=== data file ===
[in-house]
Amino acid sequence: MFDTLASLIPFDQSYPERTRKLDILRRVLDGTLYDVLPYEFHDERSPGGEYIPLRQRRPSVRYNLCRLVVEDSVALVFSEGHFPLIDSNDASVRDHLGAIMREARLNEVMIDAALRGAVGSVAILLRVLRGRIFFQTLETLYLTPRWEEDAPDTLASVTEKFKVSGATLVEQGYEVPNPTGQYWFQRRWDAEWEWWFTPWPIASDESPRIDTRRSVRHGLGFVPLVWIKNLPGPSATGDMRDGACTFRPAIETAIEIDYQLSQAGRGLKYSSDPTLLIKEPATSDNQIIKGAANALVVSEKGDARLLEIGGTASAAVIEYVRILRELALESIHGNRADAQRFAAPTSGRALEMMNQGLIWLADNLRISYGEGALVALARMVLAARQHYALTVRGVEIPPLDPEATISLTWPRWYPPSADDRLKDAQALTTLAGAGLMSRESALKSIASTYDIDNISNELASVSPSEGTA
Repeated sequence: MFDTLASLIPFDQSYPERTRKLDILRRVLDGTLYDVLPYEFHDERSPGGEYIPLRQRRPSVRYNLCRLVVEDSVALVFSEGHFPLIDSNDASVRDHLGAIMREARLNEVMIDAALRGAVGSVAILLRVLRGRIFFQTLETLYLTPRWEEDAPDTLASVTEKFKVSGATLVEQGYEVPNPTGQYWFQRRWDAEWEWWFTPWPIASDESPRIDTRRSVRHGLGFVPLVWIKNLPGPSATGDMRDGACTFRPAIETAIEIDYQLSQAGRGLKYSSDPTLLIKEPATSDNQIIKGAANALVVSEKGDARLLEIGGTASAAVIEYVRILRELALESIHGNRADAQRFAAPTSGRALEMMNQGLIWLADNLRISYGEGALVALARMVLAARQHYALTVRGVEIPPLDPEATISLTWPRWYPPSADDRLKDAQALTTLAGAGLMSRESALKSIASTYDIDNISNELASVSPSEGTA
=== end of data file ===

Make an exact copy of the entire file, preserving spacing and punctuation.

[in-house]
Amino acid sequence: MFDTLASLIPFDQSYPERTRKLDILRRVLDGTLYDVLPYEFHDERSPGGEYIPLRQRRPSVRYNLCRLVVEDSVALVFSEGHFPLIDSNDASVRDHLGAIMREARLNEVMIDAALRGAVGSVAILLRVLRGRIFFQTLETLYLTPRWEEDAPDTLASVTEKFKVSGATLVEQGYEVPNPTGQYWFQRRWDAEWEWWFTPWPIASDESPRIDTRRSVRHGLGFVPLVWIKNLPGPSATGDMRDGACTFRPAIETAIEIDYQLSQAGRGLKYSSDPTLLIKEPATSDNQIIKGAANALVVSEKGDARLLEIGGTASAAVIEYVRILRELALESIHGNRADAQRFAAPTSGRALEMMNQGLIWLADNLRISYGEGALVALARMVLAARQHYALTVRGVEIPPLDPEATISLTWPRWYPPSADDRLKDAQALTTLAGAGLMSRESALKSIASTYDIDNISNELASVSPSEGTA
Repeated sequence: MFDTLASLIPFDQSYPERTRKLDILRRVLDGTLYDVLPYEFHDERSPGGEYIPLRQRRPSVRYNLCRLVVEDSVALVFSEGHFPLIDSNDASVRDHLGAIMREARLNEVMIDAALRGAVGSVAILLRVLRGRIFFQTLETLYLTPRWEEDAPDTLASVTEKFKVSGATLVEQGYEVPNPTGQYWFQRRWDAEWEWWFTPWPIASDESPRIDTRRSVRHGLGFVPLVWIKNLPGPSATGDMRDGACTFRPAIETAIEIDYQLSQAGRGLKYSSDPTLLIKEPATSDNQIIKGAANALVVSEKGDARLLEIGGTASAAVIEYVRILRELALESIHGNRADAQRFAAPTSGRALEMMNQGLIWLADNLRISYGEGALVALARMVLAARQHYALTVRGVEIPPLDPEATISLTWPRWYPPSADDRLKDAQALTTLAGAGLMSRESALKSIASTYDIDNISNELASVSPSEGTA